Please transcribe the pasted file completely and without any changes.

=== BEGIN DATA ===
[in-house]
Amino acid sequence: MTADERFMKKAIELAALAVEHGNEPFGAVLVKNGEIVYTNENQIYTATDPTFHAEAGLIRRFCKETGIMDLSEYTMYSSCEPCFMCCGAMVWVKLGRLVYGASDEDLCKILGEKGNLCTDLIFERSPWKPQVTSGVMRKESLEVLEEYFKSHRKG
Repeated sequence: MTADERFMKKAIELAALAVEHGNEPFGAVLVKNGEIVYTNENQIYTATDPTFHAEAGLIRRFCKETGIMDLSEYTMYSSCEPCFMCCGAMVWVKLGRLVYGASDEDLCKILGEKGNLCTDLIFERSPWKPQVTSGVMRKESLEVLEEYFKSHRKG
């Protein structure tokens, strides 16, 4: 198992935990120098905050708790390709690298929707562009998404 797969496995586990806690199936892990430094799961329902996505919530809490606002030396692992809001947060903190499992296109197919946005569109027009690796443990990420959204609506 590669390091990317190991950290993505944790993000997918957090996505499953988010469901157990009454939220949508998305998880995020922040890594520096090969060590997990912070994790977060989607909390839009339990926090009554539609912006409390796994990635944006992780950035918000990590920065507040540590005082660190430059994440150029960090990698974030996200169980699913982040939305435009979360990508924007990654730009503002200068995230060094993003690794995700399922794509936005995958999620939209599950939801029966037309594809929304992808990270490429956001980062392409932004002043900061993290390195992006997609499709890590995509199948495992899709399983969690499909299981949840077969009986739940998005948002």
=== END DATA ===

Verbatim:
[in-house]
Amino acid sequence: MTADERFMKKAIELAALAVEHGNEPFGAVLVKNGEIVYTNENQIYTATDPTFHAEAGLIRRFCKETGIMDLSEYTMYSSCEPCFMCCGAMVWVKLGRLVYGASDEDLCKILGEKGNLCTDLIFERSPWKPQVTSGVMRKESLEVLEEYFKSHRKG
Repeated sequence: MTADERFMKKAIELAALAVEHGNEPFGAVLVKNGEIVYTNENQIYTATDPTFHAEAGLIRRFCKETGIMDLSEYTMYSSCEPCFMCCGAMVWVKLGRLVYGASDEDLCKILGEKGNLCTDLIFERSPWKPQVTSGVMRKESLEVLEEYFKSHRKG
């Protein structure tokens, strides 16, 4: 198992935990120098905050708790390709690298929707562009998404 797969496995586990806690199936892990430094799961329902996505919530809490606002030396692992809001947060903190499992296109197919946005569109027009690796443990990420959204609506 590669390091990317190991950290993505944790993000997918957090996505499953988010469901157990009454939220949508998305998880995020922040890594520096090969060590997990912070994790977060989607909390839009339990926090009554539609912006409390796994990635944006992780950035918000990590920065507040540590005082660190430059994440150029960090990698974030996200169980699913982040939305435009979360990508924007990654730009503002200068995230060094993003690794995700399922794509936005995958999620939209599950939801029966037309594809929304992808990270490429956001980062392409932004002043900061993290390195992006997609499709890590995509199948495992899709399983969690499909299981949840077969009986739940998005948002």